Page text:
Now this same nation had refused to receive the Messiah himself, responding to his message about the kingdom of heaven with the same blindness, deafness and hardness of heart with which they had responded to Isaiah’s ministry. In judgment because of their rejection of him and his message, Jesus now says that he is going to speak to them in parables, in a kind of code which they will not be able to understand. By rejecting the ministry of the Holy Spirit as he testified to Jesus, the Messiah, they will now be prevented from understanding the “mysteries of the kingdom of heaven.”
In contrast to this judgment on the Pharisees, Jesus also points out the great privilege his own disciples were enjoying. They were hearing things and seeing things that the prophets of old had longed to hear and see. And because they had a heart of faith to welcome Jesus as the King, his followers were now given the privilege of knowing and understanding the “secrets of the kingdom,” which Jesus was now presenting in parables.
With that background, let’s now consider the opening parable. As with so many of Jesus’ parables, it was a simple story, drawn from the everyday life experience of his audience. “A sower went out to sow.”
In the farming practices of Jesus’ day, the fields where the farmers grew their grain crops were not set off by fences or walls, but only by individual stones used as boundary markers. Often, well-trodden pathways led across these fields, by which people traveled from field to field or from town to town.
Plowing was done with a simple wooden plough drawn by one or two oxen or one or two donkeys yoked together. Generally, the ground was first plowed. Then the sower walked systematically across the field, carrying a basket or sack of seed which he cast widely across the plowed earth. When he finished sowing the seed, he would normally plow the field again in a direction perpendicular to his first plowing, in order to cover the seed. This was the everyday scene Jesus’ used to tell his first parable.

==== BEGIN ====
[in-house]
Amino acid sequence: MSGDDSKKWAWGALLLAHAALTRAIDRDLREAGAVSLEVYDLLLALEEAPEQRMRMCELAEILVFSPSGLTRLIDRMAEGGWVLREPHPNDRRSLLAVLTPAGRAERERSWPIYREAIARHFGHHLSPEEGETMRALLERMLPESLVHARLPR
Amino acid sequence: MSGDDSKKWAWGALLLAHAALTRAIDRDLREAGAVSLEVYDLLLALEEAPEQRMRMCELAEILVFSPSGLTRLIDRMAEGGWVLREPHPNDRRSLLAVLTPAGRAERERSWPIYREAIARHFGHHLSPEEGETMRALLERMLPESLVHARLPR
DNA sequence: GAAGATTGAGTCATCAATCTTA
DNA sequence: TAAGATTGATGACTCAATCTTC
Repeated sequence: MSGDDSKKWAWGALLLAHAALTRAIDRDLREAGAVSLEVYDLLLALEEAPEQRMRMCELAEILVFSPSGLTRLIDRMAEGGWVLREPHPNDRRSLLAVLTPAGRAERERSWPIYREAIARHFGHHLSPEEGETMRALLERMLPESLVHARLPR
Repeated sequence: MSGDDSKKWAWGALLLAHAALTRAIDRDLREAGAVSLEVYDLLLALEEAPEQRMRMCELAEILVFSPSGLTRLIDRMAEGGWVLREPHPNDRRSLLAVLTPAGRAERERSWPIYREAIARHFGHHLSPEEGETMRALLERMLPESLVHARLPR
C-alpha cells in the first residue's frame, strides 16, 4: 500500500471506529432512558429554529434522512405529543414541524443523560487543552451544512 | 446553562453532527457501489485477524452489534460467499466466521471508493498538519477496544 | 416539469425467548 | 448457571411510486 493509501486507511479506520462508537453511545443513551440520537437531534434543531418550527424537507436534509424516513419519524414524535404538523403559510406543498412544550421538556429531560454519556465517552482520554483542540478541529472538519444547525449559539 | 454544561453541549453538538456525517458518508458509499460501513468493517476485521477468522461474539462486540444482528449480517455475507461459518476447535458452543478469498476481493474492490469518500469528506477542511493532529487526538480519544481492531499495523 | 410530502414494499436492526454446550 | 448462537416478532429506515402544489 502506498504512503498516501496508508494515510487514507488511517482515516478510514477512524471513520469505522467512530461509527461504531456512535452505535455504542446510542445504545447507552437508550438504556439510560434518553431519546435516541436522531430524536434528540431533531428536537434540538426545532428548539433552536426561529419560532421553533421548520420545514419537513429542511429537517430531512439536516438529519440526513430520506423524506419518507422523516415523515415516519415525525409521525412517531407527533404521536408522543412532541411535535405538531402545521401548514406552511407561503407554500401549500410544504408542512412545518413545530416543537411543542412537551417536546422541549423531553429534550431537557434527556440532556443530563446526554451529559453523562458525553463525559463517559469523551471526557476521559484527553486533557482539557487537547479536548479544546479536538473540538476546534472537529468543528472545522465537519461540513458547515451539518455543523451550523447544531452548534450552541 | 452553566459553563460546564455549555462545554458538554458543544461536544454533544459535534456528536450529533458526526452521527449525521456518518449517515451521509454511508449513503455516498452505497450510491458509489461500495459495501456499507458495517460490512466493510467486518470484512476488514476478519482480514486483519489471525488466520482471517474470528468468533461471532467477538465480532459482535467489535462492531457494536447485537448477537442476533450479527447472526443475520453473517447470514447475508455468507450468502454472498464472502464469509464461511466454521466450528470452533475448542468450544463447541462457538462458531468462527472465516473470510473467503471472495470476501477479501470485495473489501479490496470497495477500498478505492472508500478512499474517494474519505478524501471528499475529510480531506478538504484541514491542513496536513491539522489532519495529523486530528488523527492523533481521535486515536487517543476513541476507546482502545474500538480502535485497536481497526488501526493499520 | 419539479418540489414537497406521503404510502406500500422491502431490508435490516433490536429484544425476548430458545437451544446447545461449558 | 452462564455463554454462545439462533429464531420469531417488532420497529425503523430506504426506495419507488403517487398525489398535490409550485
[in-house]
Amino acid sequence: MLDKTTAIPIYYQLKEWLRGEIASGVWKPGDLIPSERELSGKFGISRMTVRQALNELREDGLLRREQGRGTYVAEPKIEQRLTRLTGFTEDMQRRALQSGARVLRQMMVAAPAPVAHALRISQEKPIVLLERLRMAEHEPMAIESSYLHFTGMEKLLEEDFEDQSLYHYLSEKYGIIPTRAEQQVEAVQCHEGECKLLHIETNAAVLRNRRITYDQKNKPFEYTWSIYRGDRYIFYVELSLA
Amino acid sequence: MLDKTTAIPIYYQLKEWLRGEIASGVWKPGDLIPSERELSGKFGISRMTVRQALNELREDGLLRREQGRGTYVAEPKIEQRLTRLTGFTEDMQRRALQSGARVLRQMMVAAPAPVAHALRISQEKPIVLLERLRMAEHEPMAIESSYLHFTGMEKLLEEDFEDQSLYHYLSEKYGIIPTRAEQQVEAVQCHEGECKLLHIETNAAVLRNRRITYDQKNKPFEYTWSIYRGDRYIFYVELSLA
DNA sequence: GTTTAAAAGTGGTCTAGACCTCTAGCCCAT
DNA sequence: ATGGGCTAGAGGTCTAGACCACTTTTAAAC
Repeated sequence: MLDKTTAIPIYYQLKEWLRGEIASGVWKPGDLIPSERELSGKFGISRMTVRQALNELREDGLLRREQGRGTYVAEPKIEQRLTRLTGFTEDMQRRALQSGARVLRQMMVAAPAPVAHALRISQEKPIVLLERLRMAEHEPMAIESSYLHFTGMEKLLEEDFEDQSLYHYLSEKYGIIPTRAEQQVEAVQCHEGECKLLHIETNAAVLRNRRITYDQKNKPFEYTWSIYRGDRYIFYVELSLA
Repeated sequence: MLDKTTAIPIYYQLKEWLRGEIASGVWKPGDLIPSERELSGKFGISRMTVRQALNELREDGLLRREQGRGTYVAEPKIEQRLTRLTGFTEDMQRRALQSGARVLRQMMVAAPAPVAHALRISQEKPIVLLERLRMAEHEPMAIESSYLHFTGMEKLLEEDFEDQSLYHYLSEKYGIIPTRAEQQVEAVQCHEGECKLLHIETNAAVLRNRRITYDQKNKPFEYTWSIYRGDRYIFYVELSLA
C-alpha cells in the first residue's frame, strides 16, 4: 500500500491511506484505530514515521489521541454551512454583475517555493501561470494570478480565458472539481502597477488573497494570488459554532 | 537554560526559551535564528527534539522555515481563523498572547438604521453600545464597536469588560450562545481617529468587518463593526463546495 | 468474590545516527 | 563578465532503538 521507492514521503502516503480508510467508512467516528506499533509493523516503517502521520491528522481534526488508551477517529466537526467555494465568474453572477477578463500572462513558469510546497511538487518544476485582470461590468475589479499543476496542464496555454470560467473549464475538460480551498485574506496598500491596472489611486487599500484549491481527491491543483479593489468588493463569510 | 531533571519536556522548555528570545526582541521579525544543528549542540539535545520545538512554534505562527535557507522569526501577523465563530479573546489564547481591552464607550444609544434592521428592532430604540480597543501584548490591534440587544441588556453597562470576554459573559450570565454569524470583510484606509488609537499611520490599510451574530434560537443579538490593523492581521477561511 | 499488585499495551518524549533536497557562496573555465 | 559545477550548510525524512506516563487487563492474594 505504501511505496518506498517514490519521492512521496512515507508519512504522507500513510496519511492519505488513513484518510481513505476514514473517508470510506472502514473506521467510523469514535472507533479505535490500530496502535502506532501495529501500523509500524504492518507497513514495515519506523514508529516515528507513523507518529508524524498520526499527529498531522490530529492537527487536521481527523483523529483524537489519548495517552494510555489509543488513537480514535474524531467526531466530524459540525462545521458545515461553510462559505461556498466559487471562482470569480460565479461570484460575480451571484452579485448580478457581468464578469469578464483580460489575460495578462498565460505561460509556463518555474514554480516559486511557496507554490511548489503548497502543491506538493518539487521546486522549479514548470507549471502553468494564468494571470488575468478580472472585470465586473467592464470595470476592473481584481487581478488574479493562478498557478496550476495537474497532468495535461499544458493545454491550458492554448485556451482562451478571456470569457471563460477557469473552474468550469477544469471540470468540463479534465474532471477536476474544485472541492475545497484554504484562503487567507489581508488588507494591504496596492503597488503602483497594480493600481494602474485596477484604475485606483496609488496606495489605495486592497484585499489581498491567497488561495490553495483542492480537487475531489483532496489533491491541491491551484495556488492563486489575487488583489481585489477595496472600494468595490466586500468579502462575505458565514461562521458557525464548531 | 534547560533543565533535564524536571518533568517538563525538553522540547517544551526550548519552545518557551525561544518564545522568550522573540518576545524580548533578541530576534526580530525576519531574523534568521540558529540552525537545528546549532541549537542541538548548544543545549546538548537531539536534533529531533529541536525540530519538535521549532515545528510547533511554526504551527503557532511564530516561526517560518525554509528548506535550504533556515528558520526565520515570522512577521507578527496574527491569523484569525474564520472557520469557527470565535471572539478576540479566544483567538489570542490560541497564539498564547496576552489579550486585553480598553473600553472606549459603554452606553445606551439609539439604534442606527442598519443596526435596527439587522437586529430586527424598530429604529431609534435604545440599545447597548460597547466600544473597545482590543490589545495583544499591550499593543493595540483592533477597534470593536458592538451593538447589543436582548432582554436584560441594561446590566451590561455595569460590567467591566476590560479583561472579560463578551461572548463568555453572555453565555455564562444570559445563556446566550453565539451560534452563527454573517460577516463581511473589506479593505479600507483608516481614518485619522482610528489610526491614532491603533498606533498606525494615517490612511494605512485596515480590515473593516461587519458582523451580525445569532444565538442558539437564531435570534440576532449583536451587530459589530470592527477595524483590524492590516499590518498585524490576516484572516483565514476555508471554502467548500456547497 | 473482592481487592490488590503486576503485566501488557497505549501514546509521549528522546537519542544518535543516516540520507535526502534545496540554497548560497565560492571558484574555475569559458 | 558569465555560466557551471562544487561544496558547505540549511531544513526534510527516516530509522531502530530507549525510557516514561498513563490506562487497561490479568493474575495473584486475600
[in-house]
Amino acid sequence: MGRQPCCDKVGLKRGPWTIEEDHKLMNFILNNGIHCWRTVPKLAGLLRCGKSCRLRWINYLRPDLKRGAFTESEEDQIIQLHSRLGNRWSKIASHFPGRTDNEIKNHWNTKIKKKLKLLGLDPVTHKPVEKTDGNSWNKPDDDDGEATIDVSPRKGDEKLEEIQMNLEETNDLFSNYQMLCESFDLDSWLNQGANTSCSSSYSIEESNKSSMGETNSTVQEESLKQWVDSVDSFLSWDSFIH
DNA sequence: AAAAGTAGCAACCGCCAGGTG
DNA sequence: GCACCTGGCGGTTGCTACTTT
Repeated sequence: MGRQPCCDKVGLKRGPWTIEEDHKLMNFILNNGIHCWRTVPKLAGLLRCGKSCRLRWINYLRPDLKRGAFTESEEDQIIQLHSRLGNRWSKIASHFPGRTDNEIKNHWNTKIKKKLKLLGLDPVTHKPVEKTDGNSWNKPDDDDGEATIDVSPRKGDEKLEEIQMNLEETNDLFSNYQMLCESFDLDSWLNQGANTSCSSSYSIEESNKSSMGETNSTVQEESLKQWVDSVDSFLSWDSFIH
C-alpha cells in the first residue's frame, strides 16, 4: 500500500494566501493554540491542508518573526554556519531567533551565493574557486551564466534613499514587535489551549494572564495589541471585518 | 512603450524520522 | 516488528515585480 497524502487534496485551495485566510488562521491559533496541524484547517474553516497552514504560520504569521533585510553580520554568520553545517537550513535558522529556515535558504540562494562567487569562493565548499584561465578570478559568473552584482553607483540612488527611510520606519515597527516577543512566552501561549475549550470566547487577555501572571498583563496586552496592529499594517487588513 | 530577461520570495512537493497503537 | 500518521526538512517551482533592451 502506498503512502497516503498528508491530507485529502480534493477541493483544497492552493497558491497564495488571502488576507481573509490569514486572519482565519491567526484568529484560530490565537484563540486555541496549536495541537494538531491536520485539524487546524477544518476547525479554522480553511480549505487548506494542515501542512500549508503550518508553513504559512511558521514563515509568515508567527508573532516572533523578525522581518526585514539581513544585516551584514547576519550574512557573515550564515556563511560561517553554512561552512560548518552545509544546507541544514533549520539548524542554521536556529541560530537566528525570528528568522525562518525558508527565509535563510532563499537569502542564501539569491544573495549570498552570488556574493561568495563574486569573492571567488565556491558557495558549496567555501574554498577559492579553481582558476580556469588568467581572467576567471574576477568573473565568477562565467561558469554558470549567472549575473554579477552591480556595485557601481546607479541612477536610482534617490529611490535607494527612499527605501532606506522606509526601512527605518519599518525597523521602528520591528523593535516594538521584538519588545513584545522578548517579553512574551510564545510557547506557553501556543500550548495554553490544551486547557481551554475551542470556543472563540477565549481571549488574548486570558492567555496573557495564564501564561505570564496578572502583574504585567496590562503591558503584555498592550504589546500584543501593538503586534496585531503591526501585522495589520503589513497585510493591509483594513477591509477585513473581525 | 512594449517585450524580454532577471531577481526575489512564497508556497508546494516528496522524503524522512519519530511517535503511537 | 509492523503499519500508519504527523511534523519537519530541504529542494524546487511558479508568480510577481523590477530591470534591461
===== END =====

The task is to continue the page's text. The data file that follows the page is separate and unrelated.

Not only the scene, but the telling itself was true to life and held no surprises. As the sower scattered the seed, some fell on the hard, beaten path ways. Birds came quickly to snatch these seeds away.
Some seed fell on stony soil; ground that had a thin covering of soil over bedrock. Here the seed germinated and sprang up. But there was nowhere for the roots to grow, and when the hot sun dried out the shallow soil, the plants withered and died.
Other seed fell among thorns. This seed also germinated and began to grow. But the surrounding thorns and weeds grew faster and soon choked the good seed so that it produced no grain.
At this point, one is tempted to feel great sympathy for the poor farmer. All his work is for nothing. Why does he even bother? But Jesus is not quite finished. Some seed fell on good soil. This seed sprang up, grew and produced a crop: some a hundred, some sixty and some thirty fold. The fruitfulness of the seed that fell on good soil made all the farmer’s effort worthwhile.
One can imagine the farmers in Jesus’ audience that day, nodding, and saying to themselves: “Yes, that’s the way it is with farming!”
And for the majority of Jesus’ audience that day, that’s where the story ended. There was no explanation, no interpretation. He simply concluded with a challenging but cryptic statement: He who has ears let him hear. In other words, Jesus is giving them a clue that there is a deeper meaning to his words and they are challenged to figure it out. What were they to make of this new form of teaching? What did they take away from Jesus’ story? It was only to his disciples, his followers, those who were ready to follow him as members of his kingdom to whom Jesus privately explained the parable.